A local resident paid £100 for a small plug in device with a green light, which claimed to save you money on your electricity bill. The device was supplied following an unsolicited telephone call. When we tested the device no savings were recorded. Similar devices found on the Internet have been found to be unsafe, as well as not delivering any tangible energy savings.
Bogus Energy Saving Grants
Many consumers have reported being targeted by fraudsters offering bogus energy saving grants, in return for divulging bank account and credit card details.
Residents have reported receiving telephone calls from people claiming to be able to substantially reduce heating bills or that Government Grants are available to replace boilers but all wanted personal information including credit/debit card details.
Door to Door Insulation Scams
Some unscrupulous businesses claim they have been sent by the ‘Council’ or are part of a Government scheme offering free, grant paid, or low cost home insulation.
In reality, once through the door, they attempt to sign the householder up to purchasing cavity wall or loft insulation that is overpriced, even if they already have adequate levels of insulation. Colleagues have reported that some elderly and vulnerable consumers have paid for insulation that they would probably have been entitled to, free of charge and one consumer who signed up, found out later that they had also unwittingly been switched to another energy supplier!
For information on genuine energy saving schemes, visit: www.energysavingtrust.org.uk/
Switch, But Do Your Homework!
It’s always a good idea to shop around for the best energy deal and to switch. However, be aware of cold callers either on your doorstep or over the phone offering you their deal. Many will be working on commission and won’t always offer you the cheapest deal. Indeed, some people may end up on a costlier tariff than they already are!
Instead use one of the approved online comparison services listed on Ofgem’s website: http://www.ofgem.gov.uk/
- Never buy goods or services from unexpected doorstep callers or telephone cold callers
- Never reveal your bank account or credit or debit card details to unexpected callers, or people you don’t know or trust
- If you think you are entitled to genuine, free or low cost home insulation, check your eligibility by visiting: www.energysavingtrust.org.uk/
- Shop around for the best energy deals and switch!
For more information on Big Energy Saving Week, visit: http://www.citizensadvice.org.uk/index/aboutus/events/bigenergysavingweek
Advice when using UKASH Vouchers – 23 January 2014
Ukash is an online cash payment provider enabling you to use cash to shop, pay and play online safely and securely. This is ideal if you don’t have a credit or debit card or don’t want to enter personal information to pay online. The way it works is that you buy a voucher from a UKASH outlet, often a local off license or newsagent which has a unique 19 digit code which you can then use online to pay for an item.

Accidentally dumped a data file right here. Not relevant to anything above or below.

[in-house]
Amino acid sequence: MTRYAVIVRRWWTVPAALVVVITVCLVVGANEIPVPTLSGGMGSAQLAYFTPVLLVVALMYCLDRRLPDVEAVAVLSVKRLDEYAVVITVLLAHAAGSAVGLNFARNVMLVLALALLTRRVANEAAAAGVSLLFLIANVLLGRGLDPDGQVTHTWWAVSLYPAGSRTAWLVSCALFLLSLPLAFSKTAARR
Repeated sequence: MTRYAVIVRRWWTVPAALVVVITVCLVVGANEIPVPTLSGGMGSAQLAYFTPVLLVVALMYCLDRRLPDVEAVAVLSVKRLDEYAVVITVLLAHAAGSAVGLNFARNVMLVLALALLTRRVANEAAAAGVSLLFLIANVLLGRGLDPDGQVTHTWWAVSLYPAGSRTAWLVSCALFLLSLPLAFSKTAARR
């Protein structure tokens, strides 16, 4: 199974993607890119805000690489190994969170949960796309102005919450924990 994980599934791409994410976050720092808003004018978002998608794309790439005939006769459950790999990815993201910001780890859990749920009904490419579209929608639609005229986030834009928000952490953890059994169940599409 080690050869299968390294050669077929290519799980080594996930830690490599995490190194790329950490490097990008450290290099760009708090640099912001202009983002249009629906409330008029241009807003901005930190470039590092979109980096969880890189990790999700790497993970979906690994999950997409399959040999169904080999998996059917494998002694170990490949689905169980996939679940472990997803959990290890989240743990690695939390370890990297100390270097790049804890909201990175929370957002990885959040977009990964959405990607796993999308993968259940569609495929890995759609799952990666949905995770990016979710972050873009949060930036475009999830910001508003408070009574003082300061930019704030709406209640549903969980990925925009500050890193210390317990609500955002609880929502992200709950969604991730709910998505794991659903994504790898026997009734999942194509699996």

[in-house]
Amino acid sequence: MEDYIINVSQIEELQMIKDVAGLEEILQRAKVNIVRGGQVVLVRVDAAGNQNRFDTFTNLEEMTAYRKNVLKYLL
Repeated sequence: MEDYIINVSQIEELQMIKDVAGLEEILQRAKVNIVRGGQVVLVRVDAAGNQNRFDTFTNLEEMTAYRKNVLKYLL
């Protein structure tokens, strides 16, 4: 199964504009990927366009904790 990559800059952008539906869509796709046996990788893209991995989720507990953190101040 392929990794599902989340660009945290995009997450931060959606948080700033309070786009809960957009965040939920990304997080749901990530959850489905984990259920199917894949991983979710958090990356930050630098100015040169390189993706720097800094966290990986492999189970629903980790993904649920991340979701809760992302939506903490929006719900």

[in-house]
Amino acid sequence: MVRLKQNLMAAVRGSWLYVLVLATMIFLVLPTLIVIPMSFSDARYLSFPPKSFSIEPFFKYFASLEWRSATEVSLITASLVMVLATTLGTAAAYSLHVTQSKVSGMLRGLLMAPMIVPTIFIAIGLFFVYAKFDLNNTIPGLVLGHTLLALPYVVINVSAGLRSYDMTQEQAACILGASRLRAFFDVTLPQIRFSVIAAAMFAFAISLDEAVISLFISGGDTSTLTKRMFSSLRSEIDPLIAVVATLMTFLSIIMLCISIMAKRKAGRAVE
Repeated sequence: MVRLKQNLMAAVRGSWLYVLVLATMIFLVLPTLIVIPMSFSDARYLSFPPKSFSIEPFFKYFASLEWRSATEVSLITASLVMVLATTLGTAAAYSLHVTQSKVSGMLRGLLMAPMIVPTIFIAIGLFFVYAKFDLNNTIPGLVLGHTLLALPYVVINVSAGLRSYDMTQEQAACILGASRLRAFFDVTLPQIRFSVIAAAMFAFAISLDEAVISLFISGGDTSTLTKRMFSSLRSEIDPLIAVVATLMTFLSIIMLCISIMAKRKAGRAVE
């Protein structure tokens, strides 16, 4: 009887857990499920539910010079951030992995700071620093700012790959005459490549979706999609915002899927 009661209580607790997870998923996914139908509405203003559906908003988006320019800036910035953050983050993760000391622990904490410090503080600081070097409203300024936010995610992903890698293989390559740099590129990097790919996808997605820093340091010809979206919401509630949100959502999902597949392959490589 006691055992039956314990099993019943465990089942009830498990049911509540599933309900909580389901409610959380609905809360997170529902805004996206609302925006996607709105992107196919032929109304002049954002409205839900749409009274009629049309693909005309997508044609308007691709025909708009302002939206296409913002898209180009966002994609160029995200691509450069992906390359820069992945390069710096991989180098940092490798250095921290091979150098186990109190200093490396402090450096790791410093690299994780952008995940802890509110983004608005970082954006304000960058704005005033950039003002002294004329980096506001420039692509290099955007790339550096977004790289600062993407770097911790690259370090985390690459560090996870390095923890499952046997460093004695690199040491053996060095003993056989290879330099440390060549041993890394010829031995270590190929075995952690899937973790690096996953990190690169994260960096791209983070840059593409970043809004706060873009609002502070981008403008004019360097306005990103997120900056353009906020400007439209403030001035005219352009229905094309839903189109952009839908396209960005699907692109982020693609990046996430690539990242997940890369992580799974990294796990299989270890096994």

However, criminals will sometimes ask people as part of their scam to buy UKASH and ask for the unique code. This will then allow the Scammer to redeem the voucher and then disappear with your cash!
UKASH have information on their website with advice on how to avoid being a victim to a scam - Avoidonlinescams.net
UKASH have also updated the message that appears on all high value Ukash Codes printed at PayPoint terminals in the UK.
Potential Choking Hazard – New Choice Brand ‘Mini Fruity Gels’ (Jelly Mini-Cups) -– 23 January 2014
Jelly mini cups, are not permitted to contain a number of additives, including ‘alginic acid’ (E400) ‘agar’ (E406), ‘Carrageenan’ (E407) and ‘processed euchema seaweed’ (407a) as they may pose a choking hazard. As these additives are included in this product they are in breach of the legislation.
Advice to consumers: If you have purchased any of these products please do not eat them.
Trading Standards officers will be visiting outlets where these products are likely to be sold.
Full details can be found at: http://www.food.gov.uk/enforcement/alerts/2014/jan/newchoice-fruitygels
Report a rogue trader, make a consumer complaint, or obtain help and advice – Call the Citizens Advice consumer helpline on 08454 04 05 06 or visit: http://www.adviceguide.org.uk/
Cold Caller Warning in Styvechale – 17 January 2014
We have received a report from a local Styvechale resident who has brought to our attention the activities of a young man who has been calling on houses in the area. The man asked if he could clean the gutters and was very persistent and would not initially take no for an answer. Another resident was so worried that they called the Police who attended but the man had left by the time they arrived.